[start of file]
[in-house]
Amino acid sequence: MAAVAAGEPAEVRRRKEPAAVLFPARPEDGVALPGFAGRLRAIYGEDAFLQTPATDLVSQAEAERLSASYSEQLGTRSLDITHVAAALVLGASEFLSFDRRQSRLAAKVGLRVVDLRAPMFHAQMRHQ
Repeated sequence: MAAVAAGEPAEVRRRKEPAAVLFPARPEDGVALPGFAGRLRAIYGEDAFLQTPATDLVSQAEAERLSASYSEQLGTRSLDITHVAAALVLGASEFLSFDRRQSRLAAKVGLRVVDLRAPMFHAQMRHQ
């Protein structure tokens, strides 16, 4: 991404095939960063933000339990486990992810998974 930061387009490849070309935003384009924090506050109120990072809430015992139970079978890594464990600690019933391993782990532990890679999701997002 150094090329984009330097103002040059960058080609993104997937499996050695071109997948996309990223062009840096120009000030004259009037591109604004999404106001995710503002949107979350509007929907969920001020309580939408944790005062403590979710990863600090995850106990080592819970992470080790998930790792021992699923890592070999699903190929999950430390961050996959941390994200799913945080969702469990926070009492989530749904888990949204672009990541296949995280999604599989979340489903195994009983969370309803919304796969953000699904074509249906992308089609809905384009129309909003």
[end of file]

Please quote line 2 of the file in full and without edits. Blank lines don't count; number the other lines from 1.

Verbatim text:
Amino acid sequence: MAAVAAGEPAEVRRRKEPAAVLFPARPEDGVALPGFAGRLRAIYGEDAFLQTPATDLVSQAEAERLSASYSEQLGTRSLDITHVAAALVLGASEFLSFDRRQSRLAAKVGLRVVDLRAPMFHAQMRHQ